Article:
Video is Everywhere
Learners of all ages now expect to be able to have information at our fingertips and we don’t just want written information, we want a visual demonstration along with the explanation.
This is an example of what I mean. I wanted to learn how to change a washer. So, I searched online and then watched 3 versions of washers being changed – incidentally there were thousands! - I found one I liked, watched it again to make sure I had the right equipment and then a 3rd time as I followed the instructions.
As recently as 5 years ago it probably would not have occurred to me to try this for myself. Now I have friends who regularly suggest links to videos. I’ve watched videos of recipes being made, the latest and greatest eco-friendly cleaning product, or even how to make a garden feature (that I’ll never use). I have discovered that I can learn to do almost anything by searching online and watching a video. Whether I should be attempting everything I can find online is a question for another day.
Video content is ubiquitous. So, it’s no wonder students expect to be able to replay classroom lectures as easily as streaming the latest episode of Game of Thrones. When asked, students place a high value on classroom capture technology. Video is everywhere else in their life, why not in the classroom?
What Does Research Say About Video As A Tool for Learning?
As educators, we know that video has become a critical tool in education. In the October edition of Campus Technology, Dian Schaffhauser wrote an article titled ‘The challenge of Understanding MOOC Data’. While many would argue that MOOCs have not been the most successful pathway to gain an education, they have taught us some interesting things about how students learn with video. Schaffhauser pulled out 3 lessons that also apply to traditional instructor-led online learning courses.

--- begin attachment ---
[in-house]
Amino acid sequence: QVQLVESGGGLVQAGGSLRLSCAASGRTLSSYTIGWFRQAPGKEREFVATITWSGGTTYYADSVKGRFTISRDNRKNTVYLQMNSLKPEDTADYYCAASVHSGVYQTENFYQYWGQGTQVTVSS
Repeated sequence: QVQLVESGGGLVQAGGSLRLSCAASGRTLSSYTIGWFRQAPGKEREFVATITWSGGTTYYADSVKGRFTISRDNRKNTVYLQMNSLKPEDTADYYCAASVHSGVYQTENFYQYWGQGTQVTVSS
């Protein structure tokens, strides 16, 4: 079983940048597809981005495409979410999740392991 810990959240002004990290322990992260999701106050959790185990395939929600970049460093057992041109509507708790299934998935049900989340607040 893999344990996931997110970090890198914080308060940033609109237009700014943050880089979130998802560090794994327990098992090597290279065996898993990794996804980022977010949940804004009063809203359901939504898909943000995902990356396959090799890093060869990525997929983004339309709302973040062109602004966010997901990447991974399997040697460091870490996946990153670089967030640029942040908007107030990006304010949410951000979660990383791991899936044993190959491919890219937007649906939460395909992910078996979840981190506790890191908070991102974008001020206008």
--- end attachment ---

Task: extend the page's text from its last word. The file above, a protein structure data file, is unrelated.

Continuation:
- It’s about Multi-Modal learning – In the beginning, most students spend their time watching videos. But as the course progresses, video watching time drops and students spend more time solving problem sets.
- Students have short attention span for videos – Almost all students watch the first 2-3 minutes of video. After that, viewing drops off dramatically. The lesson here? Keep videos short.
- Small nudges can encourage participation – making presentations more interactive through the use of polls or questions can increase student engagement and participation.
There are a number of valuable research articles such as Phillip Guo’s findings that suggest videos should be between 4 to 9 minutes long to maintain our attention. You can find his paper on video production and student engagement which is co-authored with Juho Kim and Rob Rubin here.
Do all lecture videos have to be short in order to be effective? Not necessarily. I watched Sandi Tokvig’s TED talk which was 19 mins and 48 seconds from beginning to end and was thoroughly engaged. Maybe she kept my attention because she changed the speed and volume of the way she spoke, she made me laugh, showed me slides and made some points that made me think. Perhaps, rather than restricting the length of a video by rule, we consider our purpose and our audience as we would when composing written text. Five minutes was perfect for changing a washer, nowhere near enough for a keynote address.Finally an excellent visual overview of the affordances of video for online learning can be found in the paper, 'The Role of Video in Online Learning: Findings from the Field and Critical Reflections.'The paper offers up details on 18 video production styles including talking head, tablet capture and webcam capture.